7.
Med J Aust ; 212(3): 113-120, 2020 02.
Artigo em Inglês | MEDLINE | ID: mdl-31876953

RESUMO

OBJECTIVES: To describe changes in childhood cancer incidence in Australia, 1983-2015, and to estimate projected incidence to 2035. DESIGN, SETTING: Population-based study; analysis of Australian Childhood Cancer Registry data for the 20 547 children under 15 years of age diagnosed with cancer in Australia between 1983 and 2015. MAIN OUTCOME MEASURES: Incidence rate changes during 1983-2015 were assessed by joinpoint regression, with rates age-standardised to the 2001 Australian standard population. Incidence projections to 2035 were estimated by age-period-cohort modelling. RESULTS: The overall age-standardised incidence rate of childhood cancer increased by 34% between 1983 and 2015, increasing by 1.2% (95% CI, +0.5% to +1.9%) per annum between 2005 and 2015. During 2011-2015, the mean annual number of children diagnosed with cancer in Australia was 770, an incidence rate of 174 cases (95% CI, 169-180 cases) per million children per year. The incidence of hepatoblastoma (annual percentage change [APC], +2.3%; 95% CI, +0.8% to +3.8%), Burkitt lymphoma (APC, +1.6%; 95% CI, +0.4% to +2.8%), osteosarcoma (APC, +1.1%; 95%, +0.0% to +2.3%), intracranial and intraspinal embryonal tumours (APC, +0.9%; 95% CI, +0.4% to +1.5%), and lymphoid leukaemia (APC, +0.5%; 95% CI, +0.2% to +0.8%) increased significantly across the period 1983-2015. The incidence rate of childhood melanoma fell sharply between 1996 and 2015 (APC, -7.7%; 95% CI, -10% to -4.8%). The overall annual cancer incidence rate is conservatively projected to rise to about 186 cases (95% CI, 175-197 cases) per million children by 2035 (1060 cases per year). CONCLUSIONS: The incidence rates of several childhood cancer types steadily increased during 1983-2015. Although the reasons for these rises are largely unknown, our findings provide a foundation for health service planning for meeting the needs of children who will be diagnosed with cancer until 2035.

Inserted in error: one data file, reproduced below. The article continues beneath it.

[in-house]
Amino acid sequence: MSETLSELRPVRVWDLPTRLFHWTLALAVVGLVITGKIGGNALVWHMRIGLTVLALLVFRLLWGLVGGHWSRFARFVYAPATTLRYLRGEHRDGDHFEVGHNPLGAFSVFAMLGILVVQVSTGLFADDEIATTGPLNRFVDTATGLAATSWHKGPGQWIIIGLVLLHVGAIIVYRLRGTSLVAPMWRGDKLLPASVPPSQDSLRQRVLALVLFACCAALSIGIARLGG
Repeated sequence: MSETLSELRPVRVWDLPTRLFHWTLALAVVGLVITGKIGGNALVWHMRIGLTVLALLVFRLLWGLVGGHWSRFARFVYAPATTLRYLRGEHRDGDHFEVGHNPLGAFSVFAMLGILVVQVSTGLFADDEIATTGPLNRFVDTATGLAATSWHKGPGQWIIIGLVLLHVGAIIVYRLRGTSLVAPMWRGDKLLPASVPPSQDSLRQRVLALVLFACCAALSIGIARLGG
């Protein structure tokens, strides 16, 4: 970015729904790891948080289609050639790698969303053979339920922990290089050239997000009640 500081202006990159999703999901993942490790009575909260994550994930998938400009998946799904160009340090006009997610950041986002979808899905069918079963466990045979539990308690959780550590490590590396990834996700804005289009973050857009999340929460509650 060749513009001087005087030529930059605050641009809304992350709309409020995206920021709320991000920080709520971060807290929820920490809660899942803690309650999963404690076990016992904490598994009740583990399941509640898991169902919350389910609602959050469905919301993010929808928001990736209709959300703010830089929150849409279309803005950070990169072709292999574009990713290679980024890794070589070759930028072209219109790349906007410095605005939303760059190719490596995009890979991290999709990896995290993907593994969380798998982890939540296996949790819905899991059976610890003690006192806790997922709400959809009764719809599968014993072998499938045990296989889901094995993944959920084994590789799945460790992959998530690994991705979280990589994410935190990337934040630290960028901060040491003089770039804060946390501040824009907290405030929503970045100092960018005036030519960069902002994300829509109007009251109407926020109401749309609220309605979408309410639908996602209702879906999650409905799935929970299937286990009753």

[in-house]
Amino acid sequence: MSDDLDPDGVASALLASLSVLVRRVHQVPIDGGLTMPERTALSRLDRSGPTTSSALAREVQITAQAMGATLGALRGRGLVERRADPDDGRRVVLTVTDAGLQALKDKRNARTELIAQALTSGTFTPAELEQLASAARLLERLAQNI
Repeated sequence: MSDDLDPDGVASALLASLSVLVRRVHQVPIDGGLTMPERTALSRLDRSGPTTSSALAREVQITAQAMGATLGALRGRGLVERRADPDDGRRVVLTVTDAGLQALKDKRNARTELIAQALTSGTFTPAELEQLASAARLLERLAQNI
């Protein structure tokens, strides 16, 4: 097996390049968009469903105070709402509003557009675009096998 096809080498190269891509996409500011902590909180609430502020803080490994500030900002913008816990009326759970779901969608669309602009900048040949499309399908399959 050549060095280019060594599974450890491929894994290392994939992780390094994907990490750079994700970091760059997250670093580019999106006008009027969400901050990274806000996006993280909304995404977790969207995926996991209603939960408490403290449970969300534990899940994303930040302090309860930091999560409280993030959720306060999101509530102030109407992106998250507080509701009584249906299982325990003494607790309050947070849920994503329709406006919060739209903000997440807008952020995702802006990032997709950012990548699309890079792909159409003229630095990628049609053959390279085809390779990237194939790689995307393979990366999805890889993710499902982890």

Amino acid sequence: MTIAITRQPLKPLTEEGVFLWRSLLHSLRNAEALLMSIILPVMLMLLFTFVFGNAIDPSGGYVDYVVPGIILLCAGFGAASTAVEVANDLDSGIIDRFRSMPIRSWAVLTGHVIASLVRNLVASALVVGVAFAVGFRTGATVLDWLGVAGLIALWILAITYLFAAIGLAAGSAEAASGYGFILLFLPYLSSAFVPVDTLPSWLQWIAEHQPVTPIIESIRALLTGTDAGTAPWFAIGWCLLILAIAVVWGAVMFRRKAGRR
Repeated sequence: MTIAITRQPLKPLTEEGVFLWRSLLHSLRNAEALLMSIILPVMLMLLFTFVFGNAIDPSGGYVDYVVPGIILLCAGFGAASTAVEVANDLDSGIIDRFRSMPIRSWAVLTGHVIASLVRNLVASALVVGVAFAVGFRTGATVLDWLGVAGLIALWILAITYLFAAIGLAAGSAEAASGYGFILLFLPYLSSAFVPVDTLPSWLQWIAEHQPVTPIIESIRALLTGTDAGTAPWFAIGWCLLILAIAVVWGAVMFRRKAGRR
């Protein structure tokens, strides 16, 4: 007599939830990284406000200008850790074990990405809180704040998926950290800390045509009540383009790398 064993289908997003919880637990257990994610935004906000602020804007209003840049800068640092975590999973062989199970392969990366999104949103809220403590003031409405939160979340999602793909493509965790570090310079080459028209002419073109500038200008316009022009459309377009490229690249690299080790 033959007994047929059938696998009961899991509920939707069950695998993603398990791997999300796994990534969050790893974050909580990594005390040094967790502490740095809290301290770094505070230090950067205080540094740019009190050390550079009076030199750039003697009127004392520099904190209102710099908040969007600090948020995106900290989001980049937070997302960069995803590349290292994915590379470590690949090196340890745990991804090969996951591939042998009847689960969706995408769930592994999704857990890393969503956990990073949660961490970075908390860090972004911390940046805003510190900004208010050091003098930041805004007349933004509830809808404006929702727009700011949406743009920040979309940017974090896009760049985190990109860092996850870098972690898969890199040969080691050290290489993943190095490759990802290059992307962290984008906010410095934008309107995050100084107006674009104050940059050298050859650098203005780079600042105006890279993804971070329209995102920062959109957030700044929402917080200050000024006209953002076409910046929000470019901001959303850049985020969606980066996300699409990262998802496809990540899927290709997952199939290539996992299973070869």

Assuntos